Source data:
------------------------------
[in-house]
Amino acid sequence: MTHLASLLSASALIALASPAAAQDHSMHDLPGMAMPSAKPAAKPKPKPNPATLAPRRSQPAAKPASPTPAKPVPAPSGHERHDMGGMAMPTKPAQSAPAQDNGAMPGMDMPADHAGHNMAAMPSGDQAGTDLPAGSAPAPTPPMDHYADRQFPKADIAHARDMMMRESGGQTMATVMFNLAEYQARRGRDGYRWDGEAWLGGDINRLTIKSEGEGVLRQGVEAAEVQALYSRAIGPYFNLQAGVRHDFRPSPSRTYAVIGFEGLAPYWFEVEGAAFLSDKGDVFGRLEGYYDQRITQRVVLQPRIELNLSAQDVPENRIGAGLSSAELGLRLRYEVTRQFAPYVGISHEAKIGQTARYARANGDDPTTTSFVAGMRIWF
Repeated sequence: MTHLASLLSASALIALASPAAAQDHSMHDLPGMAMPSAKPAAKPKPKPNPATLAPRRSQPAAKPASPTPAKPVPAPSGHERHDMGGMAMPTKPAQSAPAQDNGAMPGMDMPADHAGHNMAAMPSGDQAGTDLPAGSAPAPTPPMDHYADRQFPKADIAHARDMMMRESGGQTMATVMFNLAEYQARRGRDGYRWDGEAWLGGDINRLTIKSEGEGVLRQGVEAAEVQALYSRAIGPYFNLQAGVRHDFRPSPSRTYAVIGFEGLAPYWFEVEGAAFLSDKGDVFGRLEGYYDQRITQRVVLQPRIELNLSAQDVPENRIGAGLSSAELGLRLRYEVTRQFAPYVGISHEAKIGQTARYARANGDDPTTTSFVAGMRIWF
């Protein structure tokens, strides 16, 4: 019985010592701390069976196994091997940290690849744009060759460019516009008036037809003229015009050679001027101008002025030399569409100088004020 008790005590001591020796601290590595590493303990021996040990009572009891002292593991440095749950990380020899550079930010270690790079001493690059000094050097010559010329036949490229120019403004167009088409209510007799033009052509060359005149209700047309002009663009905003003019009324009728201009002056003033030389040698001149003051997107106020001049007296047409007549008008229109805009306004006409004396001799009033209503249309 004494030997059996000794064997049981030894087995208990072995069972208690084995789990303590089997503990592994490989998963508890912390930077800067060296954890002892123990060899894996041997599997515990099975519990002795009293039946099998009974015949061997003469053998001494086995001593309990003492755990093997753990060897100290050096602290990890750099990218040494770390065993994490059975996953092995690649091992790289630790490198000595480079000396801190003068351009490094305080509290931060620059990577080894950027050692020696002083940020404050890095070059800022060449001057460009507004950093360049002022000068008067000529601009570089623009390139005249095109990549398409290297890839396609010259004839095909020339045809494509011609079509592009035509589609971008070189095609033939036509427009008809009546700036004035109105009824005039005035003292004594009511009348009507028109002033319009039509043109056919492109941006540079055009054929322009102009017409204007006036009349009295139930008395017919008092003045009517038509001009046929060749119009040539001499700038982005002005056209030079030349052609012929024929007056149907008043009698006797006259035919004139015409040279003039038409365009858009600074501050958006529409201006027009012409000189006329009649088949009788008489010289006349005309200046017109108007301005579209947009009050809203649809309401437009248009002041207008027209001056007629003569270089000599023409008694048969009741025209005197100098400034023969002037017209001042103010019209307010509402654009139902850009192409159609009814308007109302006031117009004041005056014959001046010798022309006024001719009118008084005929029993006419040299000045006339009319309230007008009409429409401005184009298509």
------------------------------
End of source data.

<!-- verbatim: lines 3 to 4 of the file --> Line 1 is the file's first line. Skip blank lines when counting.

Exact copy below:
Repeated sequence: MTHLASLLSASALIALASPAAAQDHSMHDLPGMAMPSAKPAAKPKPKPNPATLAPRRSQPAAKPASPTPAKPVPAPSGHERHDMGGMAMPTKPAQSAPAQDNGAMPGMDMPADHAGHNMAAMPSGDQAGTDLPAGSAPAPTPPMDHYADRQFPKADIAHARDMMMRESGGQTMATVMFNLAEYQARRGRDGYRWDGEAWLGGDINRLTIKSEGEGVLRQGVEAAEVQALYSRAIGPYFNLQAGVRHDFRPSPSRTYAVIGFEGLAPYWFEVEGAAFLSDKGDVFGRLEGYYDQRITQRVVLQPRIELNLSAQDVPENRIGAGLSSAELGLRLRYEVTRQFAPYVGISHEAKIGQTARYARANGDDPTTTSFVAGMRIWF
């Protein structure tokens, strides 16, 4: 019985010592701390069976196994091997940290690849744009060759460019516009008036037809003229015009050679001027101008002025030399569409100088004020 008790005590001591020796601290590595590493303990021996040990009572009891002292593991440095749950990380020899550079930010270690790079001493690059000094050097010559010329036949490229120019403004167009088409209510007799033009052509060359005149209700047309002009663009905003003019009324009728201009002056003033030389040698001149003051997107106020001049007296047409007549008008229109805009306004006409004396001799009033209503249309 004494030997059996000794064997049981030894087995208990072995069972208690084995789990303590089997503990592994490989998963508890912390930077800067060296954890002892123990060899894996041997599997515990099975519990002795009293039946099998009974015949061997003469053998001494086995001593309990003492755990093997753990060897100290050096602290990890750099990218040494770390065993994490059975996953092995690649091992790289630790490198000595480079000396801190003068351009490094305080509290931060620059990577080894950027050692020696002083940020404050890095070059800022060449001057460009507004950093360049002022000068008067000529601009570089623009390139005249095109990549398409290297890839396609010259004839095909020339045809494509011609079509592009035509589609971008070189095609033939036509427009008809009546700036004035109105009824005039005035003292004594009511009348009507028109002033319009039509043109056919492109941006540079055009054929322009102009017409204007006036009349009295139930008395017919008092003045009517038509001009046929060749119009040539001499700038982005002005056209030079030349052609012929024929007056149907008043009698006797006259035919004139015409040279003039038409365009858009600074501050958006529409201006027009012409000189006329009649088949009788008489010289006349005309200046017109108007301005579209947009009050809203649809309401437009248009002041207008027209001056007629003569270089000599023409008694048969009741025209005197100098400034023969002037017209001042103010019209307010509402654009139902850009192409159609009814308007109302006031117009004041005056014959001046010798022309006024001719009118008084005929029993006419040299000045006339009319309230007008009409429409401005184009298509």